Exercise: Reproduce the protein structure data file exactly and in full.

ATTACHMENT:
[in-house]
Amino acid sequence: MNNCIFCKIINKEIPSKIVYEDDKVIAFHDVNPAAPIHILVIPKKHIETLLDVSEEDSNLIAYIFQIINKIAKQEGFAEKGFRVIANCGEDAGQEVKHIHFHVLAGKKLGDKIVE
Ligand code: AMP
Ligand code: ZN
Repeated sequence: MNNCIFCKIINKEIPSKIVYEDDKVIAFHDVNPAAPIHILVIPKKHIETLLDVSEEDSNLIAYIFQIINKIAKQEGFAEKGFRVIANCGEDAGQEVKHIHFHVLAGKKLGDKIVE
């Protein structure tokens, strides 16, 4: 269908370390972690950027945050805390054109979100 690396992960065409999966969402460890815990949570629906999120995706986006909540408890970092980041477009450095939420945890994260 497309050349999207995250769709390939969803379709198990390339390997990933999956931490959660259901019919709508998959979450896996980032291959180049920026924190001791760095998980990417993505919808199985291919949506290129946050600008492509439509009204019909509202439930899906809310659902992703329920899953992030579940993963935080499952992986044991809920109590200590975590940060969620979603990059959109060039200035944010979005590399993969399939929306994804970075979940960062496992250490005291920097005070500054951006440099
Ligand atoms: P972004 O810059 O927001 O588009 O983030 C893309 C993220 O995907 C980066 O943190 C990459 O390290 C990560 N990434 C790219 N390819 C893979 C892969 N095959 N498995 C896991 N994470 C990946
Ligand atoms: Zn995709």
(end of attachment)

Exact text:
[in-house]
Amino acid sequence: MNNCIFCKIINKEIPSKIVYEDDKVIAFHDVNPAAPIHILVIPKKHIETLLDVSEEDSNLIAYIFQIINKIAKQEGFAEKGFRVIANCGEDAGQEVKHIHFHVLAGKKLGDKIVE
Ligand code: AMP
Ligand code: ZN
Repeated sequence: MNNCIFCKIINKEIPSKIVYEDDKVIAFHDVNPAAPIHILVIPKKHIETLLDVSEEDSNLIAYIFQIINKIAKQEGFAEKGFRVIANCGEDAGQEVKHIHFHVLAGKKLGDKIVE
């Protein structure tokens, strides 16, 4: 269908370390972690950027945050805390054109979100 690396992960065409999966969402460890815990949570629906999120995706986006909540408890970092980041477009450095939420945890994260 497309050349999207995250769709390939969803379709198990390339390997990933999956931490959660259901019919709508998959979450896996980032291959180049920026924190001791760095998980990417993505919808199985291919949506290129946050600008492509439509009204019909509202439930899906809310659902992703329920899953992030579940993963935080499952992986044991809920109590200590975590940060969620979603990059959109060039200035944010979005590399993969399939929306994804970075979940960062496992250490005291920097005070500054951006440099
Ligand atoms: P972004 O810059 O927001 O588009 O983030 C893309 C993220 O995907 C980066 O943190 C990459 O390290 C990560 N990434 C790219 N390819 C893979 C892969 N095959 N498995 C896991 N994470 C990946
Ligand atoms: Zn995709």